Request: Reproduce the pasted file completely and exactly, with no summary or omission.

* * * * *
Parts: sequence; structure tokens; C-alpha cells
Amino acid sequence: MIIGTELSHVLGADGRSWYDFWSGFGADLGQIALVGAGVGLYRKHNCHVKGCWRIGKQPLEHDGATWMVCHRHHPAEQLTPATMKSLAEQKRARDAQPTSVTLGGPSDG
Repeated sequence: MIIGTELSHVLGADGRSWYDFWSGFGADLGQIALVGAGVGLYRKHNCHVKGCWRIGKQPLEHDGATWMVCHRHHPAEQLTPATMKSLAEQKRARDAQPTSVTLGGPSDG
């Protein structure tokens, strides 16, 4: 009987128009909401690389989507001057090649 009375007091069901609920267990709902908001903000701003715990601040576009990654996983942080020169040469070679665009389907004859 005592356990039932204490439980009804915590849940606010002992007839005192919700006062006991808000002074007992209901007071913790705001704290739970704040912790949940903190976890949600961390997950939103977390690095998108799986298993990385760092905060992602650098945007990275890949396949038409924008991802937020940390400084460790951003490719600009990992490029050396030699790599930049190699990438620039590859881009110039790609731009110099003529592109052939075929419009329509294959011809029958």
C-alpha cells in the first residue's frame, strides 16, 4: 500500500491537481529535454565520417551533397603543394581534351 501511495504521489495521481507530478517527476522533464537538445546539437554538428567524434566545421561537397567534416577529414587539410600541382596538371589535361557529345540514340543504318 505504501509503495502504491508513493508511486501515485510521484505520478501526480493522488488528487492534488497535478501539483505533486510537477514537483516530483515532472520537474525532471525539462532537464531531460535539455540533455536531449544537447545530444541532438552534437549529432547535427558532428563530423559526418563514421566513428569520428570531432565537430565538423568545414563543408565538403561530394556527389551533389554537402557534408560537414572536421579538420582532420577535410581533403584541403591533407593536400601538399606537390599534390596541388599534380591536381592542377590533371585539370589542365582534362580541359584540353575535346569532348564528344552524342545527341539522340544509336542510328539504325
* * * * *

Parts: sequence; structure tokens; C-alpha cells
Amino acid sequence: MIIGTELSHVLGADGRSWYDFWSGFGADLGQIALVGAGVGLYRKHNCHVKGCWRIGKQPLEHDGATWMVCHRHHPAEQLTPATMKSLAEQKRARDAQPTSVTLGGPSDG
Repeated sequence: MIIGTELSHVLGADGRSWYDFWSGFGADLGQIALVGAGVGLYRKHNCHVKGCWRIGKQPLEHDGATWMVCHRHHPAEQLTPATMKSLAEQKRARDAQPTSVTLGGPSDG
């Protein structure tokens, strides 16, 4: 009987128009909401690389989507001057090649 009375007091069901609920267990709902908001903000701003715990601040576009990654996983942080020169040469070679665009389907004859 005592356990039932204490439980009804915590849940606010002992007839005192919700006062006991808000002074007992209901007071913790705001704290739970704040912790949940903190976890949600961390997950939103977390690095998108799986298993990385760092905060992602650098945007990275890949396949038409924008991802937020940390400084460790951003490719600009990992490029050396030699790599930049190699990438620039590859881009110039790609731009110099003529592109052939075929419009329509294959011809029958």
C-alpha cells in the first residue's frame, strides 16, 4: 500500500491537481529535454565520417551533397603543394581534351 501511495504521489495521481507530478517527476522533464537538445546539437554538428567524434566545421561537397567534416577529414587539410600541382596538371589535361557529345540514340543504318 505504501509503495502504491508513493508511486501515485510521484505520478501526480493522488488528487492534488497535478501539483505533486510537477514537483516530483515532472520537474525532471525539462532537464531531460535539455540533455536531449544537447545530444541532438552534437549529432547535427558532428563530423559526418563514421566513428569520428570531432565537430565538423568545414563543408565538403561530394556527389551533389554537402557534408560537414572536421579538420582532420577535410581533403584541403591533407593536400601538399606537390599534390596541388599534380591536381592542377590533371585539370589542365582534362580541359584540353575535346569532348564528344552524342545527341539522340544509336542510328539504325